Science Fair Project Encyclopedia
Unusual uses of the word "Boat"
- Often in rowing as a racing-type competitive sport, "boat" means the crew and "shell" means the craft. So a university might refer to its first boat, meaning the rowers who make up their best team, rather than their best piece of equipment.
- A submarine is generally referred to as a boat rather than a ship.
- A ship can be informally known as a boat, especially by its crew. This use is uncommon in the case of a warship.
- In cockney rhyming slang, "boat" means face, from "boat race".
- In UK English the term "gravy boat" is used to describe a small jug used to dispense meat gravy at the dining table.
Unusual types of boats
A specialized set of terms is used to designate directions relative to a boat or ship.
The bow is the foremost point on the ship: the point that is ahead when the vessel is underway. The stern is the rear. The adjectives fore/forward and aft mean towards the bow and stern, respectively.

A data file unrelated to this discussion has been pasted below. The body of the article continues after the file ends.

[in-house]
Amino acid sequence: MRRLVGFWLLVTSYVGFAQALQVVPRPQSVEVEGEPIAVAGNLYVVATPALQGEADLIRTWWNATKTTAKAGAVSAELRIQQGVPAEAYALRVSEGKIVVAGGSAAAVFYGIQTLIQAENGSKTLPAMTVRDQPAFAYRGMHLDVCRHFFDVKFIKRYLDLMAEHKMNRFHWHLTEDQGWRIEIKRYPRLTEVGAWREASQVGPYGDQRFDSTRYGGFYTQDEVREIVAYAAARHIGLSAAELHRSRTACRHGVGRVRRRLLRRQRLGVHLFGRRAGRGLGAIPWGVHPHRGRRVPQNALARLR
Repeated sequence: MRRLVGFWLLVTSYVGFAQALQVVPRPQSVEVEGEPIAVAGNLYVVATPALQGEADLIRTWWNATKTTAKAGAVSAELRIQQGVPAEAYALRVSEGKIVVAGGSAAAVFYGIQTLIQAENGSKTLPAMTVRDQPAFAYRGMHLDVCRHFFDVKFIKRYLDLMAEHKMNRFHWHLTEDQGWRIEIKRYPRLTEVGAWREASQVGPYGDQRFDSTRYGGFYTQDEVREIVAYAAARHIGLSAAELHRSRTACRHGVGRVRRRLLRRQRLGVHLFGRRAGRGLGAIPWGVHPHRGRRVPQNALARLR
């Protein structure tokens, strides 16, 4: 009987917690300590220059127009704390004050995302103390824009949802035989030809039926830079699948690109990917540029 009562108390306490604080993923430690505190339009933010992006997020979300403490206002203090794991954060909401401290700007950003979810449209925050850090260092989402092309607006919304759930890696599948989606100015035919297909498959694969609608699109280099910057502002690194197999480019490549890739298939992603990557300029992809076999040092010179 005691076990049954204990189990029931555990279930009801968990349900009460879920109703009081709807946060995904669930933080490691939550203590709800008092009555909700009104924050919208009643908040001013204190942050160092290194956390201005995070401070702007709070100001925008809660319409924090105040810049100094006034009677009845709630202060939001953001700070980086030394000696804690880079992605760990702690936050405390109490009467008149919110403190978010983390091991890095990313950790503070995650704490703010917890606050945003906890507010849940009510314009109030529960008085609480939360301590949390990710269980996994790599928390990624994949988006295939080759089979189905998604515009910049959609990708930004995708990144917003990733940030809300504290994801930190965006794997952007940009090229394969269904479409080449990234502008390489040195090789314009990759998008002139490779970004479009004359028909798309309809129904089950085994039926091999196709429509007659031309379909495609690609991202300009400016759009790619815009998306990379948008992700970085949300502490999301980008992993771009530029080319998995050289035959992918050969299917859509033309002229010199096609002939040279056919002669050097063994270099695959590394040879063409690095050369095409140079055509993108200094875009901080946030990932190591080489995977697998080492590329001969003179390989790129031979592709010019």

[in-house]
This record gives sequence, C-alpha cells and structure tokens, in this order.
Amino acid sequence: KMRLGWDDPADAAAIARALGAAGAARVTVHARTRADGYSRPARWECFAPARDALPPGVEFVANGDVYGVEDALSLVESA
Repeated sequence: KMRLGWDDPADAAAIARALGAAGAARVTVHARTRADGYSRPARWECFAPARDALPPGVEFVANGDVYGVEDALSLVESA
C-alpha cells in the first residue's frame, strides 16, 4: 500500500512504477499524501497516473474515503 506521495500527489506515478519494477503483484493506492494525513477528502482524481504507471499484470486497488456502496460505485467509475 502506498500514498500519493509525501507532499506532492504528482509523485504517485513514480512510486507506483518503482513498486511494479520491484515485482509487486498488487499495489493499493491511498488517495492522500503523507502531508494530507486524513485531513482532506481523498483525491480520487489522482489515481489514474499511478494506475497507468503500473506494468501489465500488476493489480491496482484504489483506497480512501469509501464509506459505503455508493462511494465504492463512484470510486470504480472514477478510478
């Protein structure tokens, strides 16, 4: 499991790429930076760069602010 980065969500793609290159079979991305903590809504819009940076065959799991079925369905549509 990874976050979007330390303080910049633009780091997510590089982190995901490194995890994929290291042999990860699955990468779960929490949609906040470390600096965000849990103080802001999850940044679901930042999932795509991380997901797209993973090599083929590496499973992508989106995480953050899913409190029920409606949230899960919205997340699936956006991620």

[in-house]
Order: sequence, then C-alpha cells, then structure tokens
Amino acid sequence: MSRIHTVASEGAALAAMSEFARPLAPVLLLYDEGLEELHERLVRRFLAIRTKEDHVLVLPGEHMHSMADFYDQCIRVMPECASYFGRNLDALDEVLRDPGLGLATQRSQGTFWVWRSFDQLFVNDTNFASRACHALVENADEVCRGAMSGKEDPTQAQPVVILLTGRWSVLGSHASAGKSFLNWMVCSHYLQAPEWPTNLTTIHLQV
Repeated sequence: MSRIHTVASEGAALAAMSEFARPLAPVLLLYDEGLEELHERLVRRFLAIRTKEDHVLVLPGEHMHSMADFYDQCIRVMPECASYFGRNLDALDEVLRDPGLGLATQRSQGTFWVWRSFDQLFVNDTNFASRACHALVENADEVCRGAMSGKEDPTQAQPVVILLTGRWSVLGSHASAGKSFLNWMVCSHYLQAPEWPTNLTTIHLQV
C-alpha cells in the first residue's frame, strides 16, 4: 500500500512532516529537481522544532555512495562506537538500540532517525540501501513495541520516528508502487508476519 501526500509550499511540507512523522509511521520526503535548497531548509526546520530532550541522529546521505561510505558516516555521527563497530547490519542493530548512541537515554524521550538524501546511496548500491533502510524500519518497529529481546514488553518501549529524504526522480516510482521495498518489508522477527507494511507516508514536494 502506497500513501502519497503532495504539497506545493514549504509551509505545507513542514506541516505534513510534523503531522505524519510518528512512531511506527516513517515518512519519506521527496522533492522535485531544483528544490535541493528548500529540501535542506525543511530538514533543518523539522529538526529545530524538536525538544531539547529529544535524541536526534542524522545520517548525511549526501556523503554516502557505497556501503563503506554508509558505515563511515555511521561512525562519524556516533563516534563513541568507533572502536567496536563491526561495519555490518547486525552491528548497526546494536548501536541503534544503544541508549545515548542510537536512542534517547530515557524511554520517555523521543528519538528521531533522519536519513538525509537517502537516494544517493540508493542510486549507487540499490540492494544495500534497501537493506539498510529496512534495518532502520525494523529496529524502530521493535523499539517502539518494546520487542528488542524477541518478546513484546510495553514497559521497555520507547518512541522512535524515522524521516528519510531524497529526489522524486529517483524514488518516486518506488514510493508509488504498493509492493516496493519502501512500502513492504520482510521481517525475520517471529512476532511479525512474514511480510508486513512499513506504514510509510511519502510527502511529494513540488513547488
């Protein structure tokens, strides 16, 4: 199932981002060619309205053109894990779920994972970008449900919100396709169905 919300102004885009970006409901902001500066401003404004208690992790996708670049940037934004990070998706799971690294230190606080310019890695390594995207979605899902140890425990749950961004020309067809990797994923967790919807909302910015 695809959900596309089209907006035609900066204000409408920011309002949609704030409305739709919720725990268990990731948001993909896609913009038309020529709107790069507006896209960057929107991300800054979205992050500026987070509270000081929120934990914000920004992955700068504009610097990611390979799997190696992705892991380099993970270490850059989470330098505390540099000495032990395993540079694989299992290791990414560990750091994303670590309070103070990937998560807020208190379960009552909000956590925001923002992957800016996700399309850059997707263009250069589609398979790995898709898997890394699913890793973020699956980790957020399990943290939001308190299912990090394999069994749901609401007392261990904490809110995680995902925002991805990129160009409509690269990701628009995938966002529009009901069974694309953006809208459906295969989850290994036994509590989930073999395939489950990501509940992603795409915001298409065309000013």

The side of the ship towards which the wind is blowing is referred to as the windward side and the side away from the wind is termed the leeward side.
More specific directions can be given using "the points of the compass". There are 8 points in each quarter of a circle surrounding the boat, so a direction can be described in the following manner, "two points off the starboard bow" or "three points aft of the port beam".
Parts of a Boat
The horizontal portions of the boat that can be stood upon are referred to as the "deck", regardless of the level of the boat. The term deck is also used to denote the level, e.g. first deck, gun deck, etc. Horizontal surfaces above a compartment are known as the "overhead". The vertical surfaces thought of as walls or partitions in a building are called "bulkheads".
The command area of a large boat is known as the "bridge".
The compartments housing a toilet, and the toilet itself, are known as the "head", and a trip to this area is a "head call".
Cordage used to control a sailing boat is referred to as "line" rather than rope. Most have specific names, but generally lines used for hoisting sails are called "halyards" while those used for adjusting the position of the sail are called "sheets". All the lines collectively are referred to as "rigging", and fixed line or cable supporting a mast is referred to as "standing rigging" while all adjustable line is "running rigging".
- Steamboat (1777)
- Ironclad (1859-1862)
- Steel Ships (1880s)
- Boat building
- Electric boats
- Jet boat
- Jet sprint boat racing
- Offshore powerboat racing
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